This is a term in graphic arts for a trick that fools the eye, a deliberate optical illusion. Famous examples include recesses with statues, or windows with distant vistas, which turn out to be flat images on a wall, or huge, complicated domes or high vaults which turn out to be painted on flat ceilings or low vaults. The practice is often said to have begun with Renaissance discoveries of...
    anciendaze, Jun 3, 2015
  9. anciendaze
    What does it mean to improve public health? There are many measures based on what goes into the process, but fewer based on what results. Since zero input will produce zero output we tend to assume positive results must be proportional to effort expended. When large numbers of intelligent, educated, hard-working people depend on this for income you can be sure such a reporting bias will...
    anciendaze, Mar 14, 2015
  10. anciendaze
    If a tree falls in the woods, and a statistician declares this a random event, does it make a sound? This question ran through my mind when I read responses to news out of Columbia University concerning ME/CFS/SEID/WTF. The report on plasma immune signatures of physiological pathology in the first three years after onset of ME/CFS in the Hornig/Lipkin study is welcome news because it is...
    anciendaze, Mar 9, 2015
  11. anciendaze
    Note: this is actually a follow-up on my previous post The Sound of Silence. This was provoked by "expert opinions" on the Hornig/Lipkin study made public by the UK's Science Media Center, and in particular the comment that this was only "a small study". Readers looking for more topical material will be disappointed. When I commented on the omissions in the PACE trial one might have thought...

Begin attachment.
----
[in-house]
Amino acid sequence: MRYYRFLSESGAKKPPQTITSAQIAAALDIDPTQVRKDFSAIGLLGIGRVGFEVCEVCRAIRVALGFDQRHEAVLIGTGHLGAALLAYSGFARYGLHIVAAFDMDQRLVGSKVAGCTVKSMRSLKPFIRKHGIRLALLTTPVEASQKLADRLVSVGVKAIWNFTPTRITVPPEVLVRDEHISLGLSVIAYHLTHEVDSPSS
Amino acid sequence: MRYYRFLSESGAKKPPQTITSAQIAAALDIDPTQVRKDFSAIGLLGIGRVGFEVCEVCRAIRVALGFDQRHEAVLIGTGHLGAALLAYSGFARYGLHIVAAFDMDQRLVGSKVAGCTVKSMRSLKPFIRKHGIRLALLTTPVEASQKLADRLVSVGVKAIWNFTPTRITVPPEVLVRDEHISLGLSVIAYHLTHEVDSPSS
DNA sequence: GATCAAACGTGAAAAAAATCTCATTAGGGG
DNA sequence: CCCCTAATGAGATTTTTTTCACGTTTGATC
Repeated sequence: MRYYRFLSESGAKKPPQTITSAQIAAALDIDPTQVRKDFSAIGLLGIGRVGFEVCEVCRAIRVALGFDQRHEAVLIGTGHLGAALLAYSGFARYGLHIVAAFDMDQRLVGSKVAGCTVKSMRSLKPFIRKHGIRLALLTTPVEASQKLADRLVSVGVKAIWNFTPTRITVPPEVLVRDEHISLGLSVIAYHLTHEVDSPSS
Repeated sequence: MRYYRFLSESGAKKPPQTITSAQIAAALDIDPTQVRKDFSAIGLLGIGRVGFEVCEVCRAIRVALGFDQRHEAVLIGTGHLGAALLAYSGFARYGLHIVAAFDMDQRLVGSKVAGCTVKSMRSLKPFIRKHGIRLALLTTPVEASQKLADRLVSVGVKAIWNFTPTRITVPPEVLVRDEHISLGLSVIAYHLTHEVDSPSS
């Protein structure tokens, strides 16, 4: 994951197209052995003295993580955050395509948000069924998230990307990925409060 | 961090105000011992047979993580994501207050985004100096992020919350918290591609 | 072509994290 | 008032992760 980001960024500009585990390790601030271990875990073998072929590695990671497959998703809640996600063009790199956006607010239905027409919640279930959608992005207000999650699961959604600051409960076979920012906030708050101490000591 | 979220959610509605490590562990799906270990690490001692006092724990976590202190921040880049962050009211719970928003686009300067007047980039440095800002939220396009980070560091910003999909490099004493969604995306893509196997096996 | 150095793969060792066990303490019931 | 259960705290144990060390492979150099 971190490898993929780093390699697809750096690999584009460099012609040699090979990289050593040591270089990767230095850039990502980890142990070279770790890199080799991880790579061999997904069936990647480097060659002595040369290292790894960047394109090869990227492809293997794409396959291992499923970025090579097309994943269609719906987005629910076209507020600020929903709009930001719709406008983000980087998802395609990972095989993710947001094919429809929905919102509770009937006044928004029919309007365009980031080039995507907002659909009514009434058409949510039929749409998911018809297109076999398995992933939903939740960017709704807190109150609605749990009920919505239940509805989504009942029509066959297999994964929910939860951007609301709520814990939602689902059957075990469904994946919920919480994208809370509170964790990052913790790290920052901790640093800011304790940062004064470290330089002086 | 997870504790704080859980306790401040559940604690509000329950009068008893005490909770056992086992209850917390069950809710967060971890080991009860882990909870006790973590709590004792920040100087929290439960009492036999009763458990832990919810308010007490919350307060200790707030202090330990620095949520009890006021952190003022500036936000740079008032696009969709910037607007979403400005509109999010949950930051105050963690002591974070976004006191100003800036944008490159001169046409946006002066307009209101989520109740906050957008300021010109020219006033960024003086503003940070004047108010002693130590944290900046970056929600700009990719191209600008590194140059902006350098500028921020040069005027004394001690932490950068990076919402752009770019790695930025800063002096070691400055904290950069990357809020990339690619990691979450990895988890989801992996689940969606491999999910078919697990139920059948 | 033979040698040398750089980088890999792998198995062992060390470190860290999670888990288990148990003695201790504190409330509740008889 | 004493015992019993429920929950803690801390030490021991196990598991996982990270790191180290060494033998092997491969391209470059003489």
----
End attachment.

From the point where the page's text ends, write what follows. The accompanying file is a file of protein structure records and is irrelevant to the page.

anciendaze, Mar 2, 2015
  12. anciendaze
    There have long been problems in reconstructing the history of China, because several dynasties went to some lengths to erase the history of preceding dynasties. The classic case is the Qin (Chin) dynasty founded by Qin Shi Huang. You can tell this was remarkably successful because the resulting country is still called China. This took place in 221 B.C.E., by our calendars. This even...
    anciendaze, Feb 15, 2015
  13. anciendaze
    I'll start with some lighter material which would get this deleted as off topic if this were not a blog. A little gentle humor is not misplaced when emotions run high. We'll see how it relates as we go on. There have recently been reports of a major security breach at Anthem involving data on millions of patients. The consequences are still developing. While this did not include actual...
    anciendaze, Feb 14, 2015
  14. anciendaze
    A great deal of noise has been made over various things the authors of the PACE study have claimed in publications or spoken statements. What has received much less attention is the remarkable extent to which they have remained silent on very significant aspects of that trial. The continuing stream of papers based on the flawed primary study prompts me to explore this neglected aspect. Did...
    anciendaze, Feb 1, 2015
  15. anciendaze
    The series of publications stemming from the PACE trial continues to roll on with the inevitability of a juggernaut or tumbrel. The venue for this series of reactionary proclamations has been The Lancet and specialty journals of that group. People might ask how such a prestigious publication could not just allow such expressions of prejudice and poorly-supported claims to not just make it...
    anciendaze, Feb 1, 2015